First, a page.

Traits of A Healthy Relationship

One of the most difficult things for any of us to do is to enter into relationship in our personal or professional lives. No matter who we are, we are going to have to figure our way through the relationships of our lives. Several years ago, I attended a relationship keynote address which was delivered by a well-known psychologist. Although there were many interesting facts and tidbits of advice provided during his talk, the thing that stuck out for me was his point that relationships – good relationships – need to be grounded on a set of known principles by which all parties in the relationship are willing to abide. His point was to set up the guidelines that are important to you in your life – your personal life and your professional life – and live your life exuding those principles daily. I left the presentation that day realizing that I really had never thought about identifying a set of over-arching principles by which to live my own life, let alone implement in my relationships. So, I took the professor’s advice and went home and delved into deep thought about what relational principles are most important to me. What I came up with for myself is this:

7 Unifying Principles (In Personal Life & Business)

1.      Unconditional Respect – Respect one another mutually and unconditionally.

2.     Unconditional Trustworthiness – Accomplishing one’s mission is possible only when we have established a firm foundation of trust. Trust depends on an individual’s desire to be trustworthy.

3.     Teamwork – Ego takes a backseat to teamwork. Personal preference must be set aside to avoid disharmony.

4.     Open, Forthright Communication – Communicate positively, stating what you do want, rather than what you don’t want; if you disagree with another, speak only with that person to find ways to resolve the challenge.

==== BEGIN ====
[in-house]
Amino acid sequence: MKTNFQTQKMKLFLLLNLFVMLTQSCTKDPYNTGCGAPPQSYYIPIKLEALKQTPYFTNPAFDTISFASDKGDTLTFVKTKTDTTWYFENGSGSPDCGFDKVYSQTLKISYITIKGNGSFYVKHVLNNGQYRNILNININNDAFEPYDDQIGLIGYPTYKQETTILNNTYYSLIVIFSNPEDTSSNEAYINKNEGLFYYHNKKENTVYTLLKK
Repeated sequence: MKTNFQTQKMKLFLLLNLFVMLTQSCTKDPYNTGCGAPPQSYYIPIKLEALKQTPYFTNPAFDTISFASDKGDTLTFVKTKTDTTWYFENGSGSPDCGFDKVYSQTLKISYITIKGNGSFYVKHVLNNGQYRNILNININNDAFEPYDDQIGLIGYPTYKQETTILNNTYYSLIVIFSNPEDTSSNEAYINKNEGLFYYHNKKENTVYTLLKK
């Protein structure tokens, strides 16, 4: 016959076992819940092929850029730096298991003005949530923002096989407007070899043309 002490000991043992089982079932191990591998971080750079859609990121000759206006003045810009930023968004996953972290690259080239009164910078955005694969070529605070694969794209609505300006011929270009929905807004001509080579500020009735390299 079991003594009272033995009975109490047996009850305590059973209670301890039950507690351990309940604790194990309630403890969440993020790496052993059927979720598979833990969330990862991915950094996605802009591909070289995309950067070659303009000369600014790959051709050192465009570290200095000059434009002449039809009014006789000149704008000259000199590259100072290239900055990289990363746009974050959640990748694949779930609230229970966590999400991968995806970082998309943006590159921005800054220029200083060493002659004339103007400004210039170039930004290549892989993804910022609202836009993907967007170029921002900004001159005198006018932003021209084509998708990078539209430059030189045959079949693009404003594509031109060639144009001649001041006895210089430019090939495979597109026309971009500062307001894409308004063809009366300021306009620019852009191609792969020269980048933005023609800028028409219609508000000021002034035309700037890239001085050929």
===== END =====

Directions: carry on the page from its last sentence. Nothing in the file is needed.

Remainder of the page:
5.     Perpetual Growth – Growth in relationship is a natural by-product of paying attention to personal and professional growth. There should be no such thing as the status quo in relationships. One is either growing, or going – to leave the relationship that is!

6.     Reverence – to enjoy successful relationships the parties must have reverence for one another; protecting the relationship, its principles, image, security, and fiscal and financial wellbeing.

7.     Humour & Goodwill – Everyone plays an important role in spreading goodwill and maintaining a sense of humour in the relationship. Negativism and cynicism are in direct opposition to a vital and healthy relationship.

Over the years I have grown into these 7 Unifying Principles, both in my personal and business lives. The more ingrained they have become in me the stronger my relationships have become in all aspects of my life. Many people I’ve talked to believe that the 7th Unifying Principle was simply thrown in by me to get to the perfect #7. In fact, the reality is that I believe the Unifying Principles I have developed to manage my life could flow from 1 to 7 or 7 to 1. Unifying Principle 7 (Humour & Goodwill) is every bit as important to me as Unifying Principle 1 (Unconditional Respect). In my mind if a person entered into a relationship consciously wanting to ensure the relationship was filled with humour and goodwill – relationship failure rates would drastically decrease. After all, if someone actually wants the best for a person in every conversation and in every action, that’s a really good foundation to build a relationship. It’s worked for me!

So, your homework YBL family is to sit down over a warm coffee or tea or your favourite beverage and come up with a list of relationship traits that you would value and see how strategically and consistently implementing these traits into the way you conduct yourself in relationships helps improve and protect those relationships that you value so much.

Let us know some of your thoughts YBL family – we are interested to hear what you come up with as your relationship guidelines.


Tom Watson

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